Chinese banks are highlighting the importance of financial technologies, or fintech, for client acquisition, service improvement and risk management amid intensified competition between financial institutions and fintech firms.
Professional services company EY defines fintech firms as “organizations combining innovative business models and technology to enable, enhance and disrupt financial services”.
Fintech firms have seen a wide adoption of their services in China in different fields, including money transfer and payments, financial planning, and borrowing.
Sixty-nine percent of digitally active consumers in the Chinese mainland use fintech services, according to online interviews conducted by EY this year on fintech adoption across 20 markets.
The EY report said that “consumers are drawn to fintech services because propositions are simpler, more convenient, more transparent and more readily personalized. This has a ripple effect across the industry as consumers come to expect these characteristics in all financial products,” regardless of whether such products are related to retail banking, wealth management or insurance.
The booming fintech services have already enabled some Chinese Internet-based companies to make considerable progress in the financial sector.
Liu Jianjun, executive vice-president of China Merchants Bank (CMB), said: “I don’t think traditional banks are completely lagging behind in terms of technology application, not to mention their huge advantage in owning a large amount of client transaction data. I believe commercial banks will find a path with bright prospects regarding financial technologies as long as they attach great importance to relevant investments.”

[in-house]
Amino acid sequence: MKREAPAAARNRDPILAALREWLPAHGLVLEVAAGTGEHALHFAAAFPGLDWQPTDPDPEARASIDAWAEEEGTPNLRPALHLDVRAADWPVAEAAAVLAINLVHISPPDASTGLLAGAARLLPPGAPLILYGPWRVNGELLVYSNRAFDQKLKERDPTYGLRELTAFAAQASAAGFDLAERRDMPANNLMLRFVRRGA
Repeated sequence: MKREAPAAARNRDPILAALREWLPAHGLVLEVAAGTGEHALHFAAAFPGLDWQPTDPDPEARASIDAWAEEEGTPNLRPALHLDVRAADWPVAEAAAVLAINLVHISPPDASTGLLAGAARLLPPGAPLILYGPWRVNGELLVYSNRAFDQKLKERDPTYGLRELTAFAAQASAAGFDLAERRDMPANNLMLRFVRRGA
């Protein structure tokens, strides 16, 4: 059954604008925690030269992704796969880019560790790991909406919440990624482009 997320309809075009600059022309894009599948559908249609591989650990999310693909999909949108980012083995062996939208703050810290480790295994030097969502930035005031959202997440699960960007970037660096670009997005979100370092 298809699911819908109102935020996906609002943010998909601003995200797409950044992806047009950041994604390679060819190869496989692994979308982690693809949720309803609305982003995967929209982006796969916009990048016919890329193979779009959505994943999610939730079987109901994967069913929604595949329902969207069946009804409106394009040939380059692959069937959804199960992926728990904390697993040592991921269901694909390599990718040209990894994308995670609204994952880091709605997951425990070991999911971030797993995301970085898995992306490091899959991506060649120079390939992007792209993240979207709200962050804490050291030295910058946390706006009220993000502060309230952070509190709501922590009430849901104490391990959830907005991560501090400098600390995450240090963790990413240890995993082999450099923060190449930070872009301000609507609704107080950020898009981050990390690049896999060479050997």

Headquartered in Shenzhen, in South China’s Guangdong province, CMB is a commercial lender known for retail banking and has positioned itself as a “fintech bank”. It will strive to develop fintech to give stronger support to consumer finance, Liu said.
Merchants Union Consumer Finance Co, jointly founded by a wholly owned subsidiary of CMB and State-owned telecom giant China Unicom, developed its business and risk control systems based on cloud computing and big data technologies. Apart from acquiring customers online, the company runs a digital business.
Similarly, a growing number of Chinese banks are exploring fintech in terms of big data analytics, facial recognition and blockchain. Some of the technologies are already used to improve everyday banking services.
Huaxia Bank, a Beijing-based commercial lender, has been promoting the use of third-party data in processing customers’ applications for credit cards.
It started to source information on even prospective clients’ educational background from third-party credit agencies, to zero in on well-educated, returns-minded young people, thus increasing its credit approvals by more than 8 percent.
Wang Hanming, chief information officer at Huaxia Bank, said: “We will take cloud computing, big data and artificial intelligence as punch points in our battle for digital transformation.”
At the same time, the bank is planning to build a research and development platform related to artificial intelligence.
“Based on the platform, we will use both internal and external data of our bank to transform traditional niche marketing, risk management and personalized services,” Wang said.
Huaxia Bank has researched robo-advisers, which are digital platforms that provide automated, algorithm-driven financial planning services with little or no human supervision.
Based on real-time data analytics and analysis of traders’ mental characteristics, robo-advisers will choose the right time for the clients to make investments and improve returns.
Wang said the launch of robo-adviser products will be determined by market conditions.